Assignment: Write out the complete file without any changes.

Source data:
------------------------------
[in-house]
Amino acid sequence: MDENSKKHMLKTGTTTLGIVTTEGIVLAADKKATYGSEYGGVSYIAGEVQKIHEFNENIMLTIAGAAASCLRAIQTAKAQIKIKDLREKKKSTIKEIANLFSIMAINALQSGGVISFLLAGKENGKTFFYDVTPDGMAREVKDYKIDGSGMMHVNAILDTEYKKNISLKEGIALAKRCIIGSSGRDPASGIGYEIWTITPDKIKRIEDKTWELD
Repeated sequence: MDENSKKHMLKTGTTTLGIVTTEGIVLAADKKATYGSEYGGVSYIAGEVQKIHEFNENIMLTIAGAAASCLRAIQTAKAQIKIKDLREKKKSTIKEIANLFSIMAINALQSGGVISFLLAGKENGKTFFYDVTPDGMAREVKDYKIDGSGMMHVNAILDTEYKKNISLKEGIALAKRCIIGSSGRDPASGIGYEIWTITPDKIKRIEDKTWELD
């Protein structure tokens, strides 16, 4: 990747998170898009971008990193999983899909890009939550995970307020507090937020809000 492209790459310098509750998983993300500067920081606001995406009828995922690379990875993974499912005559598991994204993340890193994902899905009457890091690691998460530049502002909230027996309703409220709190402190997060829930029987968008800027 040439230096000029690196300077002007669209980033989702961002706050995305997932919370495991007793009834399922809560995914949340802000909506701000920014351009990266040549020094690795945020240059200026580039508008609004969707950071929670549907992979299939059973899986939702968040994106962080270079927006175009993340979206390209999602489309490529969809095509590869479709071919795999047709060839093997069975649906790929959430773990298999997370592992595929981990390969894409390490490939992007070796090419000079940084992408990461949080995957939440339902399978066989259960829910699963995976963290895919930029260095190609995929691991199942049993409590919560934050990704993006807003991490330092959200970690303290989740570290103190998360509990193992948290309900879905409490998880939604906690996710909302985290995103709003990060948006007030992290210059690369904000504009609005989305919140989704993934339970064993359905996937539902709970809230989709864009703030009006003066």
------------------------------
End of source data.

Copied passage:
[in-house]
Amino acid sequence: MDENSKKHMLKTGTTTLGIVTTEGIVLAADKKATYGSEYGGVSYIAGEVQKIHEFNENIMLTIAGAAASCLRAIQTAKAQIKIKDLREKKKSTIKEIANLFSIMAINALQSGGVISFLLAGKENGKTFFYDVTPDGMAREVKDYKIDGSGMMHVNAILDTEYKKNISLKEGIALAKRCIIGSSGRDPASGIGYEIWTITPDKIKRIEDKTWELD
Repeated sequence: MDENSKKHMLKTGTTTLGIVTTEGIVLAADKKATYGSEYGGVSYIAGEVQKIHEFNENIMLTIAGAAASCLRAIQTAKAQIKIKDLREKKKSTIKEIANLFSIMAINALQSGGVISFLLAGKENGKTFFYDVTPDGMAREVKDYKIDGSGMMHVNAILDTEYKKNISLKEGIALAKRCIIGSSGRDPASGIGYEIWTITPDKIKRIEDKTWELD
């Protein structure tokens, strides 16, 4: 990747998170898009971008990193999983899909890009939550995970307020507090937020809000 492209790459310098509750998983993300500067920081606001995406009828995922690379990875993974499912005559598991994204993340890193994902899905009457890091690691998460530049502002909230027996309703409220709190402190997060829930029987968008800027 040439230096000029690196300077002007669209980033989702961002706050995305997932919370495991007793009834399922809560995914949340802000909506701000920014351009990266040549020094690795945020240059200026580039508008609004969707950071929670549907992979299939059973899986939702968040994106962080270079927006175009993340979206390209999602489309490529969809095509590869479709071919795999047709060839093997069975649906790929959430773990298999997370592992595929981990390969894409390490490939992007070796090419000079940084992408990461949080995957939440339902399978066989259960829910699963995976963290895919930029260095190609995929691991199942049993409590919560934050990704993006807003991490330092959200970690303290989740570290103190998360509990193992948290309900879905409490998880939604906690996710909302985290995103709003990060948006007030992290210059690369904000504009609005989305919140989704993934339970064993359905996937539902709970809230989709864009703030009006003066």